Photo by Amy Suardi

There’s a place on every staircase where the notes of the lullaby amplify and round and deepen. I sing ‘You Are My Sunshine’ with ‘du-du-du’s instead of words as I stand on the stairs up from the children’s darkened room, and I wonder what they look like in their beds. Are they sad, are they disappointed, have I done enough?

If I could live my life one full-bodied moment to the next, I wouldn’t need to worry about what’s going to happen, to practice what to say, fuss over what I’ve messed up. If I weren’t interrupting life all the time, trying to rearrange it, I would take each challenge as it came.

If there were more escapes like this one in the country, more eddies in the river of life, where I could sleep when I feel tired, be alone when I need space, let sadness rest in me when it comes. If I could shut off the wind turbine so all my thoughts would flutter to the ground and I could see for a while.

Because in this clearness, I know that I wouldn’t need to worry so much. I wouldn’t need to try so hard. In this stillness, I would know when to cut, when to mend, when to run, when to embrace, when to apologize, when to be silent, when to act, and when to let it be.

The Spooky Lower Pasture

To get to the lower pasture, you have to descend through a tunnel of trees, a darkened archway that takes some faith to enter. Shadows deepen as you leave the world of fields, barns, and sunlight, and enter this shadowy crescent of land between the creek and the wooded ridge.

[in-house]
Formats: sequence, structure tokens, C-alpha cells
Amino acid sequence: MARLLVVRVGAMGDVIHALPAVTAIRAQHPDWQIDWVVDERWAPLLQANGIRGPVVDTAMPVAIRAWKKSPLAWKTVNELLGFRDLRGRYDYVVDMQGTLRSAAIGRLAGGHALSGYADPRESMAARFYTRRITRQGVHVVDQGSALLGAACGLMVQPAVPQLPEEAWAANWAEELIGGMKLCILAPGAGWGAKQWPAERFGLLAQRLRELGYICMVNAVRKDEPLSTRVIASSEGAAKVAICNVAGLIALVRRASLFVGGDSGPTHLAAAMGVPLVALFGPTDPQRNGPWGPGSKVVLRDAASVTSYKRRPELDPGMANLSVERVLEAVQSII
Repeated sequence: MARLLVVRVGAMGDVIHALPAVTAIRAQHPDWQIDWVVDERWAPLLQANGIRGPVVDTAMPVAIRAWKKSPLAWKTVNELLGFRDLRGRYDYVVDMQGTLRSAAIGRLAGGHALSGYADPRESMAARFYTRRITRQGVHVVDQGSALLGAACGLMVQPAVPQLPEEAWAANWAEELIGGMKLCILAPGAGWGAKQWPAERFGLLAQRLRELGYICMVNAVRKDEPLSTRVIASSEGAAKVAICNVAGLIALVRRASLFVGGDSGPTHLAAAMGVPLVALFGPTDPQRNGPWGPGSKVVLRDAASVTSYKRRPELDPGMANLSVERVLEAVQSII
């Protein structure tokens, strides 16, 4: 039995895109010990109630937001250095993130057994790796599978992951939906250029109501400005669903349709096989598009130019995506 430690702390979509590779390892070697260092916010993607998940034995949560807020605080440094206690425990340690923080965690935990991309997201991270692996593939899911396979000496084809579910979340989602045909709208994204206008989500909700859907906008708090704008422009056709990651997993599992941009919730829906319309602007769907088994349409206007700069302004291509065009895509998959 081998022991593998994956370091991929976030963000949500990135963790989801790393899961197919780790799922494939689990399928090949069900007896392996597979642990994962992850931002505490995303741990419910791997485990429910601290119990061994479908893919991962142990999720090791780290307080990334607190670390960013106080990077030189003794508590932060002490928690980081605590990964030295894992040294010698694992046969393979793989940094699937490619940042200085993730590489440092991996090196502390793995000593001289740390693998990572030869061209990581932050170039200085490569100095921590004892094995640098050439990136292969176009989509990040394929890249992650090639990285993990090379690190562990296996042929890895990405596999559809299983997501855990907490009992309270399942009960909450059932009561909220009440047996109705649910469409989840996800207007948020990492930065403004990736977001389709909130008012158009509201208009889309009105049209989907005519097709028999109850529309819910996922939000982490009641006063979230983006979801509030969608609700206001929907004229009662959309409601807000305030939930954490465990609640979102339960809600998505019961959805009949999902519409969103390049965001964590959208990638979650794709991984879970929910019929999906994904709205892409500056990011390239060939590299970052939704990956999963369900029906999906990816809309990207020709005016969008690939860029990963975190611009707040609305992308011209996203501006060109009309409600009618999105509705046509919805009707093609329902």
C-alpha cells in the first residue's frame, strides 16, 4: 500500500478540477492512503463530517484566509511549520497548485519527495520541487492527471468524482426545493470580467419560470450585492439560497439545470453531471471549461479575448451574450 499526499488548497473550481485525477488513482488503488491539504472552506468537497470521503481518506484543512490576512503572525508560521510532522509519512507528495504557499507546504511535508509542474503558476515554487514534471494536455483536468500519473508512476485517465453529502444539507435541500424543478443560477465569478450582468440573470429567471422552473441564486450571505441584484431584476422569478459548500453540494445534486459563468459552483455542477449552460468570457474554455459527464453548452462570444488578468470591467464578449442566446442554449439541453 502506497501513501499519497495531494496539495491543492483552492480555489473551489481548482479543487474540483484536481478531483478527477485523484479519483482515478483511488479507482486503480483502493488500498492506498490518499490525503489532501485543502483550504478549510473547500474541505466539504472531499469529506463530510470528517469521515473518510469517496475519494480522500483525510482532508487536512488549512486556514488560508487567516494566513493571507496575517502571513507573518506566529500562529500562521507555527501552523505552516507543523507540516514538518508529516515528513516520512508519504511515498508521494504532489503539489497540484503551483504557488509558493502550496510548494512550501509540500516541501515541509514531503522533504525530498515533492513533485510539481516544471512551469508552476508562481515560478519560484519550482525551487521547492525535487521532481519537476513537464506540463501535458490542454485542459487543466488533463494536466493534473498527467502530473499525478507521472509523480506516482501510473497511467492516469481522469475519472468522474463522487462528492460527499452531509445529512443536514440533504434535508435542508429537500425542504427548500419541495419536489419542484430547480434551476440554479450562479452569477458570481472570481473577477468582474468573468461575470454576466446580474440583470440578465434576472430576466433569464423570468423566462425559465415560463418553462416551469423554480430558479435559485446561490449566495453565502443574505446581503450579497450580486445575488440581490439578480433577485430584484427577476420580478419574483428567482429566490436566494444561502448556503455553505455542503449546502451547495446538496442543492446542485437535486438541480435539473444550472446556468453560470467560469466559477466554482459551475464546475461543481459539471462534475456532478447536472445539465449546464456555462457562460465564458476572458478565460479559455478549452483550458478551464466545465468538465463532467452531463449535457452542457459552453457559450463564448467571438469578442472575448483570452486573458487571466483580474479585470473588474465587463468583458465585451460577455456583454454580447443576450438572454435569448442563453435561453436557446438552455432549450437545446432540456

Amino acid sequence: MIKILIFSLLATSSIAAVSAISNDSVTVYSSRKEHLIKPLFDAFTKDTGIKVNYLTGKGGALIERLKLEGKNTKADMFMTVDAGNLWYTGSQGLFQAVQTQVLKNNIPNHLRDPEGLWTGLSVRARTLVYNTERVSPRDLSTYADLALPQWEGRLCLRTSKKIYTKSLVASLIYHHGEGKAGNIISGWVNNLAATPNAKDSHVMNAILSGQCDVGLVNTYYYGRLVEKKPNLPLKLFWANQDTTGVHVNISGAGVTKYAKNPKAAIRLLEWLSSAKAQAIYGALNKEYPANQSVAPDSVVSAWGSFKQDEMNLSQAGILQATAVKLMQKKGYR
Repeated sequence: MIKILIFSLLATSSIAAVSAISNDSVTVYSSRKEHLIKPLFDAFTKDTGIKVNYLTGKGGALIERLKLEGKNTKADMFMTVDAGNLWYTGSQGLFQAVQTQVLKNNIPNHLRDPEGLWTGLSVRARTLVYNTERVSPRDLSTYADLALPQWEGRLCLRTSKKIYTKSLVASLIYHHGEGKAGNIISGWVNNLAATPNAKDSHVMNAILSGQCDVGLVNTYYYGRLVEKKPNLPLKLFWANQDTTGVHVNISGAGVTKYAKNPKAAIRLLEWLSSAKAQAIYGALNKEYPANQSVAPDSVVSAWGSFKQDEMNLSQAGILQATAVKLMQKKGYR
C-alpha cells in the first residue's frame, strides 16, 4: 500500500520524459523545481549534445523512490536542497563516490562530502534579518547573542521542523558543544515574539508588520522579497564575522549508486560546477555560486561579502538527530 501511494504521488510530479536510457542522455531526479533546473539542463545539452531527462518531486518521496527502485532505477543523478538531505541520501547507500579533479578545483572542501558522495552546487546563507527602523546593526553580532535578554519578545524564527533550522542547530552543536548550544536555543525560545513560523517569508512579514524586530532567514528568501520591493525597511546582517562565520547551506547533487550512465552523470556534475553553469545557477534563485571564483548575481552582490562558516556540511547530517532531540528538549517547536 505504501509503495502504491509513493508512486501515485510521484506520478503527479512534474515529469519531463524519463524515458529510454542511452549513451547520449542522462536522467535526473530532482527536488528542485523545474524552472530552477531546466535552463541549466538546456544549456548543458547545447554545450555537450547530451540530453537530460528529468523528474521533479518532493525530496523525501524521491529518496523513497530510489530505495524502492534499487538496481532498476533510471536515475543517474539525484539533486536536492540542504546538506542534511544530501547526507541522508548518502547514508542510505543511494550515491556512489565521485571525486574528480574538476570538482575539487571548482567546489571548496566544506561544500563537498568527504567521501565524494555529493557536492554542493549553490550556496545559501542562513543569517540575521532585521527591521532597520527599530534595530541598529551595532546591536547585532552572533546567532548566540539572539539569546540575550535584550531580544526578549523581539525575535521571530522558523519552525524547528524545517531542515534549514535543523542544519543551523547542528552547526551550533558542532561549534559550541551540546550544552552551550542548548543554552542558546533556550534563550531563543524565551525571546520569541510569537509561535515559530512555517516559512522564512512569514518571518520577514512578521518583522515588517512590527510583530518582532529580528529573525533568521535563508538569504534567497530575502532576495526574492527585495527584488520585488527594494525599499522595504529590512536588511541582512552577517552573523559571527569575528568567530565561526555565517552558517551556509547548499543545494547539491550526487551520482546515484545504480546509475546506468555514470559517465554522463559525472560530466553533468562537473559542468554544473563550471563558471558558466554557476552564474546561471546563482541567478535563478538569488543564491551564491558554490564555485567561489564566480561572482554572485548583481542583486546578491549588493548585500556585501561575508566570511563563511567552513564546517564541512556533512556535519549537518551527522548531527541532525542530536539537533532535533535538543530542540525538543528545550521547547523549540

Down here you can no longer see the house or the cottage. The only signs of civilization are a couple of plastic Adirondack chairs overturned near a circle of rocks where we sometimes have bonfires, and a metal target my dad uses for shooting practice.

I usually only go down here to get to the creek, where I used to play when I was little, making names for sandbars like Cuttlefish Land, and finding odd bits of someone else’s life along the banks — an iron, a chandelier frame, a boot.

We have returned to this place in the Ohio countryside because — with 38 states off-limits due to rising coronavirus cases, and every vacation rental booked within a 4-state radius — we knew the cottage was empty, and even though we visited last month, my parents said, Come!

I walk down the path my dad has mowed along the creek. The creek is still now, its sloping banks dry and silent. It’s dusk, almost dark, and mosquitoes whine around my neck. Flying things keep getting caught in my hair. The trees are so loud with the razz of cicadas it seems that they are made of cymbals instead of leaves.